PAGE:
Manchester Civil Justice Centre: solicitors received support from Law Society

A local authority’s refusal to offer a law firm tenant a new lease was “an act of retaliation, pure and simple”, to punish the firm for bringing personal injury claims against it, the High Court found last week.

Upholding a claim for judicial review, HHJ Stephen Davies found that Blackpool Borough Council had abused its powers when it refused to renew the lease North Solicitors had in one of its properties.

The council explicitly told the firm, founded by Joanna Trafford, that it was on a “blacklist”, and in an e-mail complained that its corporate insurance policy was reaching “unprecedented levels” as a result of an increasing number of highway tripping claims brought against it.

The e-mail continued: “In broad terms the council’s view is that the practice of North Solicitors, and other similar personal injury lawyers, runs contrary to the interests of the council. We cannot dictate the nature of the work that you do, but we are in a position to review who resides in our tenanted properties.”

The Administrative Court in Manchester found that the decision was illegal, irrational and procedurally unfair. Though the council did have a wide discretion, and could properly take into account the nature of a tenant’s business, in this case the only consideration to which it had regard was “its desire to punish the claimant”.

HHJ Davies emphasised that North Solicitors had doing nothing wrong in pursuing claims against the council. “The exercise of a power with the sole or the dominant intention of punishing the claimant and subjecting her firm to a detriment, in circumstances where there was no evidence that the claimant was actually doing anything at all unlawful or improper, was in my judgment the intentionally improper exercise of the power conferred on the defendant and the exercise of that power for unauthorised purposes.”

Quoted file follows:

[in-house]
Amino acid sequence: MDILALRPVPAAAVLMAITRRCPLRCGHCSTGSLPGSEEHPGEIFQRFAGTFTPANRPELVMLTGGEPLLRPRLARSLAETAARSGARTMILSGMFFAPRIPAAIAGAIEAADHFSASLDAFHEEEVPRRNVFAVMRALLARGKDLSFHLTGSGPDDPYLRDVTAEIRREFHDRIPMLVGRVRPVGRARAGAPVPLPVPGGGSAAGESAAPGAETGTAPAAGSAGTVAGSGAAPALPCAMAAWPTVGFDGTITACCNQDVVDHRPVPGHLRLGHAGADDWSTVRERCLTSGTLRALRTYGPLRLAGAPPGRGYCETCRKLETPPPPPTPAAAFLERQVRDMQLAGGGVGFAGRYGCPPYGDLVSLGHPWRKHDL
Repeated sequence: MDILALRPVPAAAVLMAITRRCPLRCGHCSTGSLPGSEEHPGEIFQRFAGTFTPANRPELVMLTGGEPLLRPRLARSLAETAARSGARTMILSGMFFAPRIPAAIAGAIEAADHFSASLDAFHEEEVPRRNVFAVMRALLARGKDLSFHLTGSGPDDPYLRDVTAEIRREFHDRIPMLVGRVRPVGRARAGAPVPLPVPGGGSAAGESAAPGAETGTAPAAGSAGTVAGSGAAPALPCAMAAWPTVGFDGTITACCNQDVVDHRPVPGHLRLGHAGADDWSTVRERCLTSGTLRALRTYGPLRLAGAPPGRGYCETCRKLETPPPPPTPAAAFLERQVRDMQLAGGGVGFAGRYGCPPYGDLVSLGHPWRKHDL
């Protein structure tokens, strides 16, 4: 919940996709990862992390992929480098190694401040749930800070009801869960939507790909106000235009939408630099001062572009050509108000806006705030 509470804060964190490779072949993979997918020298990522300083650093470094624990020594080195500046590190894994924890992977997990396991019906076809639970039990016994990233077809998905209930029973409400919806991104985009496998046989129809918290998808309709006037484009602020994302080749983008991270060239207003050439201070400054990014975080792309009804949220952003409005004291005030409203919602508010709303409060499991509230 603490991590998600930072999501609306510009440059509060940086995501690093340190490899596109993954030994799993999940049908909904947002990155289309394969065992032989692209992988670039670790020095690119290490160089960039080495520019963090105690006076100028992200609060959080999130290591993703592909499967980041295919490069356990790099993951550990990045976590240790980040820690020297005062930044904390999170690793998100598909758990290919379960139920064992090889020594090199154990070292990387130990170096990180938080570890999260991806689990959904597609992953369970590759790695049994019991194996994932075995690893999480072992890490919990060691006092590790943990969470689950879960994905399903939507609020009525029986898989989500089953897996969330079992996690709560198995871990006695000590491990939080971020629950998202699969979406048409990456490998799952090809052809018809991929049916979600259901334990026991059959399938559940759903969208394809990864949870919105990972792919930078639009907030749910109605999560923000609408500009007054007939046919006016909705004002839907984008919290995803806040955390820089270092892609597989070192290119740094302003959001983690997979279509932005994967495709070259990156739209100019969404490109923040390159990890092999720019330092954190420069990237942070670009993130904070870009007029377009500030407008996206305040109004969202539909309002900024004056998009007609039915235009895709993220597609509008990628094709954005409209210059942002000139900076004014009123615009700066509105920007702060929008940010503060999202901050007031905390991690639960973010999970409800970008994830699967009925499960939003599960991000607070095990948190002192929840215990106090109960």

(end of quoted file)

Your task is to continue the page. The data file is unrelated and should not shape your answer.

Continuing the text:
The court also received a letter from the Law Society in support of the solicitors, describing the council’s actions as “inimical to the rule of law”.

The society added: “It is of serious concern that a public body would seek to use its general powers to act so as to punish and/or dissuade solicitors from representing individuals in claims against the state.”

Ms Trafford said: “I am relieved to have been vindicated by the High Court, and grateful to have received the backing of the legal profession.

“While everyone has their own views of lawyers, they are necessary to protect people’s rights and stand up against abuses of power by government. The High Court in this judgment has held that Blackpool Council, in deliberately seeking to punish me for representing claimants, was itself abusing its power.”

A council spokesman said it was “bitterly disappointed” by the ruling.

Though the remedy has still to be decided, the judge said he was minded simply to quash the council’s decision not to accept any application from the firm for a new tenancy.


    Readers Comments

  • Barry Smith says:

    This is a joke, it’s the council’s building and they should be able to control exactly who is in it.

    The legal profession is ridiculous.

  • Clearly a High Court Judge disagrees with you.

    Actually the building was built using European ERDF money and there are selection criteria as to tenants and other criteria which ensure the building is used for the local good rather than Blackpool Council’s benefit.

    What is important here is that the business provides stable economic growth to the local community and full time employment to 7 local people which is the intended aim of the Enterprise Centre.

    Perhaps if Blackpool Council don’t want to be sued, then they should use tax payers money to improve the highways rather than waste it on legal costs in this case.

  • Chris Jenkins says:

    If this had gone in the council’s favour, it would have far reaching consequences. What would be there to stop them abusing their power on other matters?


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